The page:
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Dale and Susan are thirty-somethings who have both been divorced for several years, and each is the primary parent for an only child.  Dale’s son Andrew plays soccer for a local club team, and Susan’s daughter Anna plays volleyball at the same club.  The two parents literally bumped into each other in the club parking lot when Dale backed his car into the door of Susan’s SUV.  Dale readily admitted it was his fault, and their exchange of insurance information was so cordial that they agreed to meet for coffee.  One thing led to another and four days after the accident they had sex.  Both said they weren’t interested in a long-term relationship, and although they slept together twice more, their hook-up relationship was over in a month.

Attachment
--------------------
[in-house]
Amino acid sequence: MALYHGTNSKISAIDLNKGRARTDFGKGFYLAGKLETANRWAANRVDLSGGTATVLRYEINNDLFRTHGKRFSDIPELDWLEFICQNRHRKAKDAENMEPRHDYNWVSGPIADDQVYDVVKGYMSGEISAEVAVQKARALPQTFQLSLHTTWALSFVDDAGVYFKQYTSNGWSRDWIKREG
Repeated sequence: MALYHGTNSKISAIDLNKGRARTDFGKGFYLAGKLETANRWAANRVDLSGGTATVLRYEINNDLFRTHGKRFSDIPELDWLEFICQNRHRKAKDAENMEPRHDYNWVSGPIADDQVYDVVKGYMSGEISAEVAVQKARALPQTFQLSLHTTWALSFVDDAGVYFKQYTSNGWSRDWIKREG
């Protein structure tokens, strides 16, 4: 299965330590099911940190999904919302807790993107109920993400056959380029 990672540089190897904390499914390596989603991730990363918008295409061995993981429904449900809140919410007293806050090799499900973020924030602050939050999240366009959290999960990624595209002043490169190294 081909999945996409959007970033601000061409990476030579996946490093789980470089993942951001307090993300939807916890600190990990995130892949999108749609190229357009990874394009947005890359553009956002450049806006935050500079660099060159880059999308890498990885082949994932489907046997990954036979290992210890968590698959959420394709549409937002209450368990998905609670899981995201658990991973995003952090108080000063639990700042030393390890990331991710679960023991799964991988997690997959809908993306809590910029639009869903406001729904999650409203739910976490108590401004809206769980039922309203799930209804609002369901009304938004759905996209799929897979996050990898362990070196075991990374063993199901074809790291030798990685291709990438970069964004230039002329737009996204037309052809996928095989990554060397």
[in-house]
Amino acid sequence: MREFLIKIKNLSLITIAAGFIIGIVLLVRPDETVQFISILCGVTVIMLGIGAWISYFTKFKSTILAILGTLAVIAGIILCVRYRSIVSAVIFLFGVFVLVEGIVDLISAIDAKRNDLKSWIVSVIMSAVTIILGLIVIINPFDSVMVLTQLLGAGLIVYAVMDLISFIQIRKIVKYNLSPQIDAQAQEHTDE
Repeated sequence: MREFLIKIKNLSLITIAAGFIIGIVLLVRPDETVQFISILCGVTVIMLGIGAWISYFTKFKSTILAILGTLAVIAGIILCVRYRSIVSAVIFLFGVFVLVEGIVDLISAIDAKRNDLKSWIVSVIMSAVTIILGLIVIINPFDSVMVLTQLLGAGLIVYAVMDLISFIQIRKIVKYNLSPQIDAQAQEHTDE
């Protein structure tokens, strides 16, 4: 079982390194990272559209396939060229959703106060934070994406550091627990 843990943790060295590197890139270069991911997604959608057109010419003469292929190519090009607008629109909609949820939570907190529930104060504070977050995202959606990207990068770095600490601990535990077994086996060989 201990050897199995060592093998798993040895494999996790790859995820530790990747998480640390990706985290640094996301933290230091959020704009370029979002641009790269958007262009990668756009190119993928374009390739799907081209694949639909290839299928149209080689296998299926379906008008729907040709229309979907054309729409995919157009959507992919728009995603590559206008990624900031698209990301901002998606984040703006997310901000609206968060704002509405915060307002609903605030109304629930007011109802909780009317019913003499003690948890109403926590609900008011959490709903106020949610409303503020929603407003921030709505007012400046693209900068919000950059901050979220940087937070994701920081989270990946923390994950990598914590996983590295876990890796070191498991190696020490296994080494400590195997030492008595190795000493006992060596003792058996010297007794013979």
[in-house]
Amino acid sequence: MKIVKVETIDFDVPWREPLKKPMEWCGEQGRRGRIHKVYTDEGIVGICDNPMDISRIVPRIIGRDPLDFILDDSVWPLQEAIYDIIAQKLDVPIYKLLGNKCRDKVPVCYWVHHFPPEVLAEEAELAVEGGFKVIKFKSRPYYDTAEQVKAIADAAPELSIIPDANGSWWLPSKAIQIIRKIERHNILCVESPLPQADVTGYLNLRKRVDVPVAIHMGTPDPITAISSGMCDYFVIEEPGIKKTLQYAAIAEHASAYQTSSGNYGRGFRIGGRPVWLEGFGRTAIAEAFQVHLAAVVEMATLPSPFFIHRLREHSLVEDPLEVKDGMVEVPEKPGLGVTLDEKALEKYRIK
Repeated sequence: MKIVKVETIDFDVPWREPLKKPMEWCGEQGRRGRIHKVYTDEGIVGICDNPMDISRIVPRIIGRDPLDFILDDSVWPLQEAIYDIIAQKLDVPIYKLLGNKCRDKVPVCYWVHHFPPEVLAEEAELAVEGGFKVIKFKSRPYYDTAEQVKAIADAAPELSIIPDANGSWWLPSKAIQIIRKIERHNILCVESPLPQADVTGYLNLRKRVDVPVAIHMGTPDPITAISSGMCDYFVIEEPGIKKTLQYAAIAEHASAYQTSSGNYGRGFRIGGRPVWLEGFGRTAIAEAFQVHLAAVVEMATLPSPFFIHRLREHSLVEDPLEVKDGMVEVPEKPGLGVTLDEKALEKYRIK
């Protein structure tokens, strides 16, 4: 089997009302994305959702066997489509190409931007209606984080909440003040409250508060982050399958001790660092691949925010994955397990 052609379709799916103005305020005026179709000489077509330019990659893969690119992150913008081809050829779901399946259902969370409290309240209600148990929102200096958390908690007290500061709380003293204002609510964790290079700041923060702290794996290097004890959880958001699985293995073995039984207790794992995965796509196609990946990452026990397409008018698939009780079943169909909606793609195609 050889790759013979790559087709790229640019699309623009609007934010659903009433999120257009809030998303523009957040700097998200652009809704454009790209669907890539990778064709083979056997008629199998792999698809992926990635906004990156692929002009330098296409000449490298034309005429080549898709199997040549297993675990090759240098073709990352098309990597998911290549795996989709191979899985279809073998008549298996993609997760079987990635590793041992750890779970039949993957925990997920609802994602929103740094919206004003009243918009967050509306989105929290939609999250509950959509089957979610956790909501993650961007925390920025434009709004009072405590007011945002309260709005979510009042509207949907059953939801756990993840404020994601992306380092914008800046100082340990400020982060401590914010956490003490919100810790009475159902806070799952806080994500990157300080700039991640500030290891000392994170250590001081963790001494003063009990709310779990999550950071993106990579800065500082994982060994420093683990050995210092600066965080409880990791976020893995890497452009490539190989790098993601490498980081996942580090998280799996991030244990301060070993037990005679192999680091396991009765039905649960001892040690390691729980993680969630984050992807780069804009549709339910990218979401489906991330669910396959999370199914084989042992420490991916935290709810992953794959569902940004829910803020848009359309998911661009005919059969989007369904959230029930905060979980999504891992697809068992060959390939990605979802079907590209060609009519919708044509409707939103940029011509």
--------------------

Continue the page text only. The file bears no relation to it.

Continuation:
Susan felt vaguely used, but she knew enough about hooking up not to be surprised about what happened.  Dale had problems convincing himself that, even though he was still alone, he’d had some great sex with Susan.  He felt used, too.

What’s Going On?

Until recently, adolescents and twenty-somethings were just about the only people involved in the agony and ecstasy of dating and courtship.  But in today’s typical life-pattern, long-term relationship development begins with dating in adolescence, moves into serious courtship a few years later, culminates in cohabitation or marriage in 1-3 additional years, disappears from the couple’s radar for the months or years that the partnership or marriage lasts, and then, for over half of us, becomes a priority again when the partnership ends or divorce occurs.

This means that dating and courtship are primary life concerns for tens of millions of people from puberty through senior citizen status.  Junior high students are certainly sexting, but pages of AARP publications also feature dating advice and sex products. [1]